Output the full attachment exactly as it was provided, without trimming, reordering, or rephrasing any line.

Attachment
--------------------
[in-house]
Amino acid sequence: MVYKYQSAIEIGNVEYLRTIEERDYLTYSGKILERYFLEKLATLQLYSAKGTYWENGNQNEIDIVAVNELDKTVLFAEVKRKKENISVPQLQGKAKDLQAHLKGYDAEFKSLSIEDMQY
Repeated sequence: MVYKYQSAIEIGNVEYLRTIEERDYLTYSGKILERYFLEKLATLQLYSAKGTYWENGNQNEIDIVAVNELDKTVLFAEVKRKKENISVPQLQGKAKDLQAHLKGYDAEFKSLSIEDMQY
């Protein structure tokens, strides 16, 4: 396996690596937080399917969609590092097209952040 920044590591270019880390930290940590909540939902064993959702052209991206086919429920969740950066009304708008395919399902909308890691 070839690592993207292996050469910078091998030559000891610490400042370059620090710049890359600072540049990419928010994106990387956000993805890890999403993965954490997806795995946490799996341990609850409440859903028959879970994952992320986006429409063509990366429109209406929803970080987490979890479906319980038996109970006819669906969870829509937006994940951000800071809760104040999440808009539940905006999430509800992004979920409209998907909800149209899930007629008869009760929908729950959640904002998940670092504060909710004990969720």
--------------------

[in-house]
Amino acid sequence: MVYKYQSAIEIGNVEYLRTIEERDYLTYSGKILERYFLEKLATLQLYSAKGTYWENGNQNEIDIVAVNELDKTVLFAEVKRKKENISVPQLQGKAKDLQAHLKGYDAEFKSLSIEDMQY
Repeated sequence: MVYKYQSAIEIGNVEYLRTIEERDYLTYSGKILERYFLEKLATLQLYSAKGTYWENGNQNEIDIVAVNELDKTVLFAEVKRKKENISVPQLQGKAKDLQAHLKGYDAEFKSLSIEDMQY
């Protein structure tokens, strides 16, 4: 396996690596937080399917969609590092097209952040 920044590591270019880390930290940590909540939902064993959702052209991206086919429920969740950066009304708008395919399902909308890691 070839690592993207292996050469910078091998030559000891610490400042370059620090710049890359600072540049990419928010994106990387956000993805890890999403993965954490997806795995946490799996341990609850409440859903028959879970994952992320986006429409063509990366429109209406929803970080987490979890479906319980038996109970006819669906969870829509937006994940951000800071809760104040999440808009539940905006999430509800992004979920409209998907909800149209899930007629008869009760929908729950959640904002998940670092504060909710004990969720």